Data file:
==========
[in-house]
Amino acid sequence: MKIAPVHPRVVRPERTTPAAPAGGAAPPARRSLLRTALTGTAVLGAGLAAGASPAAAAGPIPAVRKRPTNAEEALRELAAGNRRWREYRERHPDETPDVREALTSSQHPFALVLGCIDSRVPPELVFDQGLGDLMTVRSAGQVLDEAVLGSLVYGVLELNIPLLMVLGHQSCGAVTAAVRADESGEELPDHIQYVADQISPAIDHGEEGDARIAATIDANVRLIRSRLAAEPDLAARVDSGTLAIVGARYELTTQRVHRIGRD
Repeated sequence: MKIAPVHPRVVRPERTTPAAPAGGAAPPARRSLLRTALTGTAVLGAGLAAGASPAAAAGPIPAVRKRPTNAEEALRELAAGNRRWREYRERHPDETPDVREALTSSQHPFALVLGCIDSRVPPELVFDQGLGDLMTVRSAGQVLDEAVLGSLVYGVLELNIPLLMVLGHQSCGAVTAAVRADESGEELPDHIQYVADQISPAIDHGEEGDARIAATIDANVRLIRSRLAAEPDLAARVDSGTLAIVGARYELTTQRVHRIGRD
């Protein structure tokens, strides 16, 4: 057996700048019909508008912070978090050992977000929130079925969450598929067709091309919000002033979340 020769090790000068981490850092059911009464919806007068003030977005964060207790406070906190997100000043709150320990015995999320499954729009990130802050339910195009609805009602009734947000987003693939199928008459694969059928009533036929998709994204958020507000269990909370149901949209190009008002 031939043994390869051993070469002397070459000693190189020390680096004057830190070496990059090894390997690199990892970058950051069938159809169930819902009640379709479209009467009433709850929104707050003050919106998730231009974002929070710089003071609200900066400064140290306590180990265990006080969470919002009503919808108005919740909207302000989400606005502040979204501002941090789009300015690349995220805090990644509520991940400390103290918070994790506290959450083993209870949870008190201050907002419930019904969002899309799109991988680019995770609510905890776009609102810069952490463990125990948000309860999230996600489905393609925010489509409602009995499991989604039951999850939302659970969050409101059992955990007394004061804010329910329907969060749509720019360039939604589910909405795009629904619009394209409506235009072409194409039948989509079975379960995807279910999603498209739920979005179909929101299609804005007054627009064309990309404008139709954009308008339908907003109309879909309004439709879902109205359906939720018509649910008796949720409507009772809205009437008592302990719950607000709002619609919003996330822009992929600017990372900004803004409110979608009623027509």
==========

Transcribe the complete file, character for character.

[in-house]
Amino acid sequence: MKIAPVHPRVVRPERTTPAAPAGGAAPPARRSLLRTALTGTAVLGAGLAAGASPAAAAGPIPAVRKRPTNAEEALRELAAGNRRWREYRERHPDETPDVREALTSSQHPFALVLGCIDSRVPPELVFDQGLGDLMTVRSAGQVLDEAVLGSLVYGVLELNIPLLMVLGHQSCGAVTAAVRADESGEELPDHIQYVADQISPAIDHGEEGDARIAATIDANVRLIRSRLAAEPDLAARVDSGTLAIVGARYELTTQRVHRIGRD
Repeated sequence: MKIAPVHPRVVRPERTTPAAPAGGAAPPARRSLLRTALTGTAVLGAGLAAGASPAAAAGPIPAVRKRPTNAEEALRELAAGNRRWREYRERHPDETPDVREALTSSQHPFALVLGCIDSRVPPELVFDQGLGDLMTVRSAGQVLDEAVLGSLVYGVLELNIPLLMVLGHQSCGAVTAAVRADESGEELPDHIQYVADQISPAIDHGEEGDARIAATIDANVRLIRSRLAAEPDLAARVDSGTLAIVGARYELTTQRVHRIGRD
């Protein structure tokens, strides 16, 4: 057996700048019909508008912070978090050992977000929130079925969450598929067709091309919000002033979340 020769090790000068981490850092059911009464919806007068003030977005964060207790406070906190997100000043709150320990015995999320499954729009990130802050339910195009609805009602009734947000987003693939199928008459694969059928009533036929998709994204958020507000269990909370149901949209190009008002 031939043994390869051993070469002397070459000693190189020390680096004057830190070496990059090894390997690199990892970058950051069938159809169930819902009640379709479209009467009433709850929104707050003050919106998730231009974002929070710089003071609200900066400064140290306590180990265990006080969470919002009503919808108005919740909207302000989400606005502040979204501002941090789009300015690349995220805090990644509520991940400390103290918070994790506290959450083993209870949870008190201050907002419930019904969002899309799109991988680019995770609510905890776009609102810069952490463990125990948000309860999230996600489905393609925010489509409602009995499991989604039951999850939302659970969050409101059992955990007394004061804010329910329907969060749509720019360039939604589910909405795009629904619009394209409506235009072409194409039948989509079975379960995807279910999603498209739920979005179909929101299609804005007054627009064309990309404008139709954009308008339908907003109309879909309004439709879902109205359906939720018509649910008796949720409507009772809205009437008592302990719950607000709002619609919003996330822009992929600017990372900004803004409110979608009623027509």